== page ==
Mark Edwards: Alabama has fewer woes than you might think
by Mark Edwards
TUSCALOOSA -- On a day when it's cool to point out all the things Alabama did wrong in its 25-0 beating of Ole Miss, let's talk about what the Crimson Tide did right.

Yes, the offensive line needs to fix some problems -- some of which can be fixed by time together on the field -- but in the end, Alabama rushed for 254 yards, which is nearly double what it averaged in the first three games.

The Crimson Tide defense gave up only 46 yards, and through four games, that awful defensive performance against Texas A&M looks more like an abberation caused by facing an ultra-talented quarterback early in the season on the road.

The special teams remained outstanding, especially punter Cody Mandell and place-kicker Cody Foster.

The quarterback, AJ McCarron, game-managed the stuffing out of yet another defense. Alabama won the turnover battle 2-1. On third down, the Crimson Tide converted 8 of its first 14 chances, fixing a problem from the previous week.

And all that was against the No. 21 team in the country, which rolled into Bryant-Denny Stadium unbeaten and aiming for a historic upset.

Alabama gutted out another win. Is it worth the time to hammer this team over the head because it hasn't reached expectations established by the Tide's three national title teams in the past four seasons? Besides, while those teams look awfully good through four games, they didn't look like world-beaters until the end of the year.

Yes, it's a little daunting to think of this Alabama team, which has a struggling offensive line, facing Georgia or LSU, who battled Saturday to a 44-41 final, which Georgia won.

Initial thought: Field goals won't beat those teams. But maybe they will. And, besides, if they don't and Alabama really does need to outscore LSU in the regular season and Georgia in a possible SEC Championship Game rematch, the Tide already did that against a team with a better quarterback at Texas A&M.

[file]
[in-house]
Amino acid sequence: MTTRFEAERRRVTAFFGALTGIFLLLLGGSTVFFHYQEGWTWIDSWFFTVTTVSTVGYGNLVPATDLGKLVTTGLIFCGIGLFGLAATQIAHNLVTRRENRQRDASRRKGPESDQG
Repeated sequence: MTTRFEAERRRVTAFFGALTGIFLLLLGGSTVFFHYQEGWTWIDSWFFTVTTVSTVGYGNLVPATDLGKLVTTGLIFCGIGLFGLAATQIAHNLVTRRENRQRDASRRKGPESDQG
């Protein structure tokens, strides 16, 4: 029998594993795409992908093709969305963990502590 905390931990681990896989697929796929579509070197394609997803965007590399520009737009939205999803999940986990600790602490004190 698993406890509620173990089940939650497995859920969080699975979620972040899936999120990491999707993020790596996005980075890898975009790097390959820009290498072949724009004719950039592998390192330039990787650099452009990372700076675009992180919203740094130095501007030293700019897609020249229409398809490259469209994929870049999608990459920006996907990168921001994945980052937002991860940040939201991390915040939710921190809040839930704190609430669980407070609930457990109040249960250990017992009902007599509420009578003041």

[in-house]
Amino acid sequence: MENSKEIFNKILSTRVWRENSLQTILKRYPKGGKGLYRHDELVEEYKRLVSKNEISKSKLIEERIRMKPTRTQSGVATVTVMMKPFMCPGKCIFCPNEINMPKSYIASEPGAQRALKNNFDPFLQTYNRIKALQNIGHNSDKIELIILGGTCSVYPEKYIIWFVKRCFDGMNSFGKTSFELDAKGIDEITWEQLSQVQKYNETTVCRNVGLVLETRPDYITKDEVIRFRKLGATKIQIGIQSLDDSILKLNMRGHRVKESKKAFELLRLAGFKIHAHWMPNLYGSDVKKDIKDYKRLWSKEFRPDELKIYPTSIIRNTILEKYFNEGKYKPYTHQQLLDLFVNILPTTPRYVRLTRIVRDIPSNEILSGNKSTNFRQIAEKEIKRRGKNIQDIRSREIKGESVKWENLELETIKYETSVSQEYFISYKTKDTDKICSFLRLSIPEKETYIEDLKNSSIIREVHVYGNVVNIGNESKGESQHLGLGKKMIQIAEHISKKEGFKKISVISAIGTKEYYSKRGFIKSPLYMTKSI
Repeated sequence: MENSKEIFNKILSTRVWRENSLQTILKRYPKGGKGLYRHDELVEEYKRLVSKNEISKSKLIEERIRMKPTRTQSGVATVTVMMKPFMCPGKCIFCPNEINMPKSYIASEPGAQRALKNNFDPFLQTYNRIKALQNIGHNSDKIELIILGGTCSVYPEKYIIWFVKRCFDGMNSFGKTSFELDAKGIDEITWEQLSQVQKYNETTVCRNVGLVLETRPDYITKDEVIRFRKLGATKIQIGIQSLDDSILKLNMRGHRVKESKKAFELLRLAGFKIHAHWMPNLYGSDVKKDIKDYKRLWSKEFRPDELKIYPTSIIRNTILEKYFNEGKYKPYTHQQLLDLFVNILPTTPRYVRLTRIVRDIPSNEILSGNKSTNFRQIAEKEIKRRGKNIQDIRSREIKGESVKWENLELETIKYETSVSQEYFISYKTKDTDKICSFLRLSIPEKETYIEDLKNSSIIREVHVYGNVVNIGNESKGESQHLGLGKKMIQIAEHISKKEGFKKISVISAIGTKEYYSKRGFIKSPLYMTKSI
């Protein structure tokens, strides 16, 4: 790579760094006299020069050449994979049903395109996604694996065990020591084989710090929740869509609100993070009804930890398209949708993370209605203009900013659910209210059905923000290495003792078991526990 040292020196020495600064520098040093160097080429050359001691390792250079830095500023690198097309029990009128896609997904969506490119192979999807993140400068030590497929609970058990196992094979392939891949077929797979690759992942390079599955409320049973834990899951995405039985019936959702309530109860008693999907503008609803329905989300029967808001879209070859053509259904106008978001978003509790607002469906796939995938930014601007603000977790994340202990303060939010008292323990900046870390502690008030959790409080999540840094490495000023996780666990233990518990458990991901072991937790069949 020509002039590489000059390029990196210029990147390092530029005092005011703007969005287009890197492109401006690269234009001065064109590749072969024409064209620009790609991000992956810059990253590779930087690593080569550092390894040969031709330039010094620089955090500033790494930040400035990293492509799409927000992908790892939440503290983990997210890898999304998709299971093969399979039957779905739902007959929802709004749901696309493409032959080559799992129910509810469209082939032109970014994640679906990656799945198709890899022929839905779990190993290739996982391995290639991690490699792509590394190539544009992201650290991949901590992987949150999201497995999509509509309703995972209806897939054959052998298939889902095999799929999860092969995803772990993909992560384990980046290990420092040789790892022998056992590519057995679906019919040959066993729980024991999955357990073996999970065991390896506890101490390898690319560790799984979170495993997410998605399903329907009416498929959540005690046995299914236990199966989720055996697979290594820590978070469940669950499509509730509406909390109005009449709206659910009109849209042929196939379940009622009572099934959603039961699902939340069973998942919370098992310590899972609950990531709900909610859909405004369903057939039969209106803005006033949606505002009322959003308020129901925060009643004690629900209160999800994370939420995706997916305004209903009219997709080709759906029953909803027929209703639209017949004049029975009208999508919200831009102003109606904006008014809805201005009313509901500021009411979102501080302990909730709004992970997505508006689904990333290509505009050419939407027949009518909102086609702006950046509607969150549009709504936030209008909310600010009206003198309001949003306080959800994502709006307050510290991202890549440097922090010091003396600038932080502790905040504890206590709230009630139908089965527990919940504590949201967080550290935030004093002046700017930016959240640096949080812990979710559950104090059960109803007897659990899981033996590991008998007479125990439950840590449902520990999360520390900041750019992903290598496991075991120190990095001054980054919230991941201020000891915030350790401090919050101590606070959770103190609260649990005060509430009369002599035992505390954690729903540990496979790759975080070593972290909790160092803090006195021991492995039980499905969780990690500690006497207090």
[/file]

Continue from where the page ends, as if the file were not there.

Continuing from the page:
This Alabama team appears to have less in common with Saban's three previous national title teams and more with the 1992 squad, which gave Gene Stallings an unbeaten 13-0 championship season.

That 1992 team gutted out games, as this Crimson Tide does. It ran the ball, stopped the run, was on the plus side of turnovers, and was good in special teams. Wow, that sounds just like Alabama on Saturday.

That team struggled on offense in its fourth game, too, beating Louisiana Tech 13-0 because of special teams and defense.

The biggest difference between that team and the current Crimson Tide is at quarterback. That team had Jay Barker, a future All-American who was still learning on the job. The 2013 Alabama squad has a proven guy in AJ McCarron, who has kept opposing defenses from selling out all the way to stop the run.

If opposing defenses want to start doing that (as Texas A&M did at times two weeks ago), McCarron is experienced, talented, and able to take advantage. Imagine what the Alabama run game can do as it continues to improve against defenses that can't stack the line because of fear of what McCarron might do to them.

That 1992 team rarely had to outgun anybody, as 2013 Alabama has and might have to do again, but McCarron has proven he can handle that. And Alabama can handle that.

It's a good team. And instead of worrying about how Alabama will manage when it plays better teams, those better teams should worry about how they'll handle a battle-tested, gutty Crimson Tide squad, that has every bit of confidence an unbeaten No. 1-ranked team should have.

Contact Anniston Star Sports Editor Mark Edwards at Follow on Twitter at @MarkSportsStar.
© 2013